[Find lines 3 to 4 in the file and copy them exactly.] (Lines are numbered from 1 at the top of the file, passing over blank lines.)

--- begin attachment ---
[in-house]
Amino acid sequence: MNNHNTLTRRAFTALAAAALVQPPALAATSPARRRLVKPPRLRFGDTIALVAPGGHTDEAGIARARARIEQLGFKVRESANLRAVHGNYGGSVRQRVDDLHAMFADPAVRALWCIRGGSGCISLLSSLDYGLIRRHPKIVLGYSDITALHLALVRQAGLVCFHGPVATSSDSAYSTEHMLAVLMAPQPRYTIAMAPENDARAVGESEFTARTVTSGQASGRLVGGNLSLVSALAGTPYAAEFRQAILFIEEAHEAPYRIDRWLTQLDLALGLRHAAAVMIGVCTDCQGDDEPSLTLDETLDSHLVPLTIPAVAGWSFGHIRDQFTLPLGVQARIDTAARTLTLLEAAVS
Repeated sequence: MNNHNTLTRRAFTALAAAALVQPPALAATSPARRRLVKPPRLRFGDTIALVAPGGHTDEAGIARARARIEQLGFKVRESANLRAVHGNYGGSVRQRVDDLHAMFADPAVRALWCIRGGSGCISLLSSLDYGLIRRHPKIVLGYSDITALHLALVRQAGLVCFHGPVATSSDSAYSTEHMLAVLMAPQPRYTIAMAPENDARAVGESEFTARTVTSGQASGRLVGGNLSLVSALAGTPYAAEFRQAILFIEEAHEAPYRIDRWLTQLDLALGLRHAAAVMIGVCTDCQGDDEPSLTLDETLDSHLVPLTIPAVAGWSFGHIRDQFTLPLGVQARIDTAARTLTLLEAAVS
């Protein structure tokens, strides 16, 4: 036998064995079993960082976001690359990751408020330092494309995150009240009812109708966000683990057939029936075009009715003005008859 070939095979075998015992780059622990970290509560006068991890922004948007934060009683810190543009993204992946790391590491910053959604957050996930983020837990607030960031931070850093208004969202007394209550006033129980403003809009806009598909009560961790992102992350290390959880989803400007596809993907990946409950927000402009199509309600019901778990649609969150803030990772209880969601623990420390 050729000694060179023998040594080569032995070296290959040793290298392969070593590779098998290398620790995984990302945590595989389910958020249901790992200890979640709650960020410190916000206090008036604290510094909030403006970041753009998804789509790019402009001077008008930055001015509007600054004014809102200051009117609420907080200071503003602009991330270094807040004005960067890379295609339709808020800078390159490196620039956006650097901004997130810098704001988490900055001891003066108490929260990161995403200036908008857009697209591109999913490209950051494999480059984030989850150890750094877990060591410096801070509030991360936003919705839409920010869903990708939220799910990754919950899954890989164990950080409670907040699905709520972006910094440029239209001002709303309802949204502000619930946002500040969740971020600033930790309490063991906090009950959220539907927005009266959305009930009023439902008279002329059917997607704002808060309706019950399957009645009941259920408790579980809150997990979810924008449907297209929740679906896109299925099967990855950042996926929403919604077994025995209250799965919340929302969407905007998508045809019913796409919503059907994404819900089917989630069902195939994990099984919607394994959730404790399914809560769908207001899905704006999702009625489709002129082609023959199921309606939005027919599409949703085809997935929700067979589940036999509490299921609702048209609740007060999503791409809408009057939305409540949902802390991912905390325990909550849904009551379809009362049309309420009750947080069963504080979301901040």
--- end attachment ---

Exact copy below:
Repeated sequence: MNNHNTLTRRAFTALAAAALVQPPALAATSPARRRLVKPPRLRFGDTIALVAPGGHTDEAGIARARARIEQLGFKVRESANLRAVHGNYGGSVRQRVDDLHAMFADPAVRALWCIRGGSGCISLLSSLDYGLIRRHPKIVLGYSDITALHLALVRQAGLVCFHGPVATSSDSAYSTEHMLAVLMAPQPRYTIAMAPENDARAVGESEFTARTVTSGQASGRLVGGNLSLVSALAGTPYAAEFRQAILFIEEAHEAPYRIDRWLTQLDLALGLRHAAAVMIGVCTDCQGDDEPSLTLDETLDSHLVPLTIPAVAGWSFGHIRDQFTLPLGVQARIDTAARTLTLLEAAVS
């Protein structure tokens, strides 16, 4: 036998064995079993960082976001690359990751408020330092494309995150009240009812109708966000683990057939029936075009009715003005008859 070939095979075998015992780059622990970290509560006068991890922004948007934060009683810190543009993204992946790391590491910053959604957050996930983020837990607030960031931070850093208004969202007394209550006033129980403003809009806009598909009560961790992102992350290390959880989803400007596809993907990946409950927000402009199509309600019901778990649609969150803030990772209880969601623990420390 050729000694060179023998040594080569032995070296290959040793290298392969070593590779098998290398620790995984990302945590595989389910958020249901790992200890979640709650960020410190916000206090008036604290510094909030403006970041753009998804789509790019402009001077008008930055001015509007600054004014809102200051009117609420907080200071503003602009991330270094807040004005960067890379295609339709808020800078390159490196620039956006650097901004997130810098704001988490900055001891003066108490929260990161995403200036908008857009697209591109999913490209950051494999480059984030989850150890750094877990060591410096801070509030991360936003919705839409920010869903990708939220799910990754919950899954890989164990950080409670907040699905709520972006910094440029239209001002709303309802949204502000619930946002500040969740971020600033930790309490063991906090009950959220539907927005009266959305009930009023439902008279002329059917997607704002808060309706019950399957009645009941259920408790579980809150997990979810924008449907297209929740679906896109299925099967990855950042996926929403919604077994025995209250799965919340929302969407905007998508045809019913796409919503059907994404819900089917989630069902195939994990099984919607394994959730404790399914809560769908207001899905704006999702009625489709002129082609023959199921309606939005027919599409949703085809997935929700067979589940036999509490299921609702048209609740007060999503791409809408009057939305409540949902802390991912905390325990909550849904009551379809009362049309309420009750947080069963504080979301901040």